Table of Contents
The 15% rule of thumb
Budgeting based on projected retirement expenses
Retirement planning by age
Tips for saving for retirement
The bottom line
How Much Should I Save For Retirement?
Jul 18, 2022
7 min read
The 15% and 4% of your income rule, decade by decade benchmarks, and retirement calculators are useful tools for discovering a target for how much to save for retirement.
It’s common for investors to have doubts about how much to save for retirement. There are no quick and easy answers to such questions because there are many moving parts to consider. Despite the complexities, retirement planners have some general guidelines that might help you discover a savings target and how long it would take to reach it.
One commonly heard good idea in the investment community is the 15% rule: An investor should save 15% of annual gross income for retirement. This rule is based on some hypothetical assumptions:
Given these assumptions, researchers computed an income replacement target based on data analysis of sources like the Consumer Expenditure Survey (BLS), Statistics of Income Tax Stats, IRS tax brackets, and Social Security Benefit Calculators. Researchers came up with the following benchmarks:
These conditions may not apply to an individual’s own situation. The most accurate answer to the question, “How much should I save for retirement?” is “It's complicated.”
Many factors can come into play when trying, including:
Income targets can vary depending on the expert, too. The percentage of income you should save for retirement might be as low as 5% for lower-income earners to more than 15% of income for high-wage earners. Remember, these are thumbnail estimates, subject to change.
Using the 15% rule as a baseline, investors can dig deeper into individual spending patterns and make projections to determine the approximate budget required to reach the savings target.
. Take stock of current expenses—basic needs and discretionary spending. Next, project how spending patterns are likely to shift in retirement. For instance, health-care expenses might be higher in retirement than they would be for someone in their 30s, while housing expenses could be lower for a retiree who has already paid off the mortgage. Side note: Try Titan’s free Retirement Calculator to project how much you'll need in retirement.
. Add these new spending categories to the total expense estimates.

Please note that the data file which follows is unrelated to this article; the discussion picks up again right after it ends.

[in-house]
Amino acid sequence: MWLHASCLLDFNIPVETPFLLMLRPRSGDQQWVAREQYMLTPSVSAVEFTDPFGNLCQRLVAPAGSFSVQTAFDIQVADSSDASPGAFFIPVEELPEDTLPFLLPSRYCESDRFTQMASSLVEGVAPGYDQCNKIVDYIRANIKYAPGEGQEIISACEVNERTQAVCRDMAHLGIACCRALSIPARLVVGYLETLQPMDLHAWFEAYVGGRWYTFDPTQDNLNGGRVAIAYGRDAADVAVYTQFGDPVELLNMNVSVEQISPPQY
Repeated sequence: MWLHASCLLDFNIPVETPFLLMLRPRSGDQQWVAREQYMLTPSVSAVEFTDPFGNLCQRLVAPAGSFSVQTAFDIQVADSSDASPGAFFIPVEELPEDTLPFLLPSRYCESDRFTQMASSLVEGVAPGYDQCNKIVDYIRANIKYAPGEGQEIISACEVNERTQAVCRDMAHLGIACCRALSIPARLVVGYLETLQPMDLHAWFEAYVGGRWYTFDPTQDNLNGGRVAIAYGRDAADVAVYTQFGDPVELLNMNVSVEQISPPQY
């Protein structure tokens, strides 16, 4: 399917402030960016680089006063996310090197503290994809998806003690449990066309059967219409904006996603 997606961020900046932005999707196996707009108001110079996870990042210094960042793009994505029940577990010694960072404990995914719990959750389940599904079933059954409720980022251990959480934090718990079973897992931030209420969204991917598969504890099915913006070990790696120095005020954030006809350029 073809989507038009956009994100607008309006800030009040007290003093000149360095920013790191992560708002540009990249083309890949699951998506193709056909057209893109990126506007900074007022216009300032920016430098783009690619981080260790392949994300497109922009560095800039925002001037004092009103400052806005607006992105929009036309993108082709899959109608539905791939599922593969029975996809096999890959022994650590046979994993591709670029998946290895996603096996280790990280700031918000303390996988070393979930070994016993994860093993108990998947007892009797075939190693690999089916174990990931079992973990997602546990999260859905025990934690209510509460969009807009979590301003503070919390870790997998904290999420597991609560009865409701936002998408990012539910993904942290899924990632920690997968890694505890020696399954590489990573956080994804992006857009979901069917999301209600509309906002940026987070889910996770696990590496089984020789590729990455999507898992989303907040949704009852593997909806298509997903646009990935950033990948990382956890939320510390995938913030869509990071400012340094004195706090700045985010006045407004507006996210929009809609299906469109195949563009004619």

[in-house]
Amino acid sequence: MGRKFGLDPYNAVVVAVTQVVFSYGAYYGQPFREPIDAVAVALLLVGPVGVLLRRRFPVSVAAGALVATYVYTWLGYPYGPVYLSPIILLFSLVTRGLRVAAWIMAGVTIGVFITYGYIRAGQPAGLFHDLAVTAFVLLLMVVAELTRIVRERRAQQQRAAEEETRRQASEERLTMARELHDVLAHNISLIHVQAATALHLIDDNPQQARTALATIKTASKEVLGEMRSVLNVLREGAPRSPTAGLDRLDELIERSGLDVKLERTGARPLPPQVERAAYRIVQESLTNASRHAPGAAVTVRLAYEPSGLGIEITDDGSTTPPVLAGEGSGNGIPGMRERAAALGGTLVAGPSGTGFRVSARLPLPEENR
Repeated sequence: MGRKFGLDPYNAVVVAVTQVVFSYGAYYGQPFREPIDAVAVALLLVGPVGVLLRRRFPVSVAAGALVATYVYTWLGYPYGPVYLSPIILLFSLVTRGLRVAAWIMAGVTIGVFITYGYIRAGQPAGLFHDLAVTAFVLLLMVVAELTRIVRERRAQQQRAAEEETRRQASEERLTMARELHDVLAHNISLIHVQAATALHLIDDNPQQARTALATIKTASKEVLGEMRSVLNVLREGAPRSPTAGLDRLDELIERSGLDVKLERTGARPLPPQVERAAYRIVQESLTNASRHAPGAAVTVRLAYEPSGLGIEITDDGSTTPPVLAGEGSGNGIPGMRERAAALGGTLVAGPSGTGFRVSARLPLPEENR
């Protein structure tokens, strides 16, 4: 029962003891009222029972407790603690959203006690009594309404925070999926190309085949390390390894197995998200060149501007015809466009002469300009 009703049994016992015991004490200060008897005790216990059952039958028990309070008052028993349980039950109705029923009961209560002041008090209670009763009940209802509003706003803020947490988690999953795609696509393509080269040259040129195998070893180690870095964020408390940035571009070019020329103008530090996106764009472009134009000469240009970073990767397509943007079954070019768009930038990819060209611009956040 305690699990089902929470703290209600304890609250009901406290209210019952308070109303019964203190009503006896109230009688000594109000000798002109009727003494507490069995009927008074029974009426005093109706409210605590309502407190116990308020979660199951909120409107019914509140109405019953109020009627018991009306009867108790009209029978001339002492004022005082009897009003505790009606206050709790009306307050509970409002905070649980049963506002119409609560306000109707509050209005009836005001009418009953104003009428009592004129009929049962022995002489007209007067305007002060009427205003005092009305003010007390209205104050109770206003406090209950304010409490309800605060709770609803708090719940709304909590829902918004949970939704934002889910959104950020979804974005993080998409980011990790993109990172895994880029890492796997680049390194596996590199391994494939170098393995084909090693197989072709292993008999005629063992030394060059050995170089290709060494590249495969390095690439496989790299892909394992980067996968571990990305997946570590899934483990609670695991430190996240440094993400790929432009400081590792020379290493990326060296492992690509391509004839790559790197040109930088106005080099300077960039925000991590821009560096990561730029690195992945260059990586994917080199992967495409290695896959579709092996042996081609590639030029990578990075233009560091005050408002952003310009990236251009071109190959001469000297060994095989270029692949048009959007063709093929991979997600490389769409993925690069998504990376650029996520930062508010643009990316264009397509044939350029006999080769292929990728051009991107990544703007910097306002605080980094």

. Compare two numbers, dividing estimated retirement income by current income to get the replacement ratio. For example, if current income is $90,000 and projected retirement income is $70,000, the replacement ratio would be 78%. This aligns with many studies that suggest a target ratio between 70% and 85%.
. This formula assumes an investor will live 30 years after retiring with a 5% average return on investments, but it doesn’t include Social Security benefits. In this case, divide projected retirement income by 4% to calculate the target nest egg needed to sustain income throughout retirement. In our example, divide $70,000 by 4% to get at a nest egg of $1,750,000. Another option is using a retirement calculator to determine how much to save annually. It’s also important to consider how long retirement savings will last.
. If you were to save 15% of your income currently and into the future, you can estimate whether you are on target to your projected retirement goals. Keep in mind, though, that sudden changes in circumstances can get in the way of anyone’s best laid retirement plan. Switching jobs, starting a family, saving for college, paying off student loans, buying a house, health care—all can impact actual saving rate at various times of life.
Find out how much you need for retirement with Titan’s Retirement Calculator.Learn More
Finding space in the budget to keep the savings on pace can be a challenge. Many investors will look to frameworks for guidance on how much to save for retirement by age bracket.
Some experts say if you have saved three times your annual salary by the end of your 30s, you’ll be on track. In their 30s, investors still have plenty of time for long-term investing to maximize savings and take advantage of compound interest, 401(k) contributions, Roth IRAs, traditional individual retirement accounts (IRAs), and brokerage accounts.
By the end of your 40s, experts say if you’ve saved five times your annual salary, you would be on pace to the retirement savings target. By their 40s, investors are about midway towards retirement age. It’s possible that student loans will be paid off by this point, which could free up more money to save. They may be looking to divert some of their income toward maximizing 401(k) contributions, 401(k) rollovers to IRAs, or stocks.